“The children of the red states will seek a higher education, and that education will very often happen in blue states or blue islands in red states. For the foreseeable future, loyal dittoheads will continue to drop off their children at the dorms. After a teary-eyed hug, Mom and Dad will drive their SUV off toward the nearest gas station, leaving their beloved progeny behind. And then they are all mine.”4

The sad thing is, this strategy is working. The percentages vary according to who is doing the research and which denominations are being studied, but young people are overwhelmingly leaving the Church when they leave home—and many of them will never return.

Evolution isn’t the entire problem—and perhaps the acceptance of evolution is simply another symptom of the Bible’s perceived irrelevance in their lives and lack of authority. But for many students, evolution is what makes them start questioning the Bible’s authority. And if the Bible isn’t right when it talks about the world’s history, why should it be trusted when it tells us about spiritual things that we can’t see this side of eternity (cf. John 3:12).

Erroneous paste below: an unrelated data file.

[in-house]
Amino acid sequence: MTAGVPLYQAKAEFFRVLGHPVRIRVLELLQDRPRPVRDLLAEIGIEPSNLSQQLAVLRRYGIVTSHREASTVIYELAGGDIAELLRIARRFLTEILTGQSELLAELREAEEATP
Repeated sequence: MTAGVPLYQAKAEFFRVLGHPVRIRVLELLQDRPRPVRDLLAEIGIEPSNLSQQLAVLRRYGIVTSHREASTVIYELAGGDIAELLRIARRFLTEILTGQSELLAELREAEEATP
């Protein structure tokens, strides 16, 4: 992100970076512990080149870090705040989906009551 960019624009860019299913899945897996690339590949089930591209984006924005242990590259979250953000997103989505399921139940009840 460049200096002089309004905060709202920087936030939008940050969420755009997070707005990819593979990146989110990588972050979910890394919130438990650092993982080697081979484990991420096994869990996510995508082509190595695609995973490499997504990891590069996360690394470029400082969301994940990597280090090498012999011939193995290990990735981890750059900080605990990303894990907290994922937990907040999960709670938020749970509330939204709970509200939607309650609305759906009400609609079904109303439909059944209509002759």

Inoculate your children against evolutionary indoctrination

The answer is not necessarily to pull out of the schools and the universities. Christian anti-intellectualism has never been the answer or provided a solution that has ultimately strengthened the Church. Rather, parents should inoculate their children against evolutionary indoctrination by teaching them how to defend their faith. With a little home instruction on these issues (regardless of where one’s children are educated), children can be taught how to think on issues such as origins, so they will not be misled during higher education. Our Parents’ Corner is a good place to start. Or simply invest in a few children’s resources from our webstore and spend time with your children/grandchildren helping them work through the issues.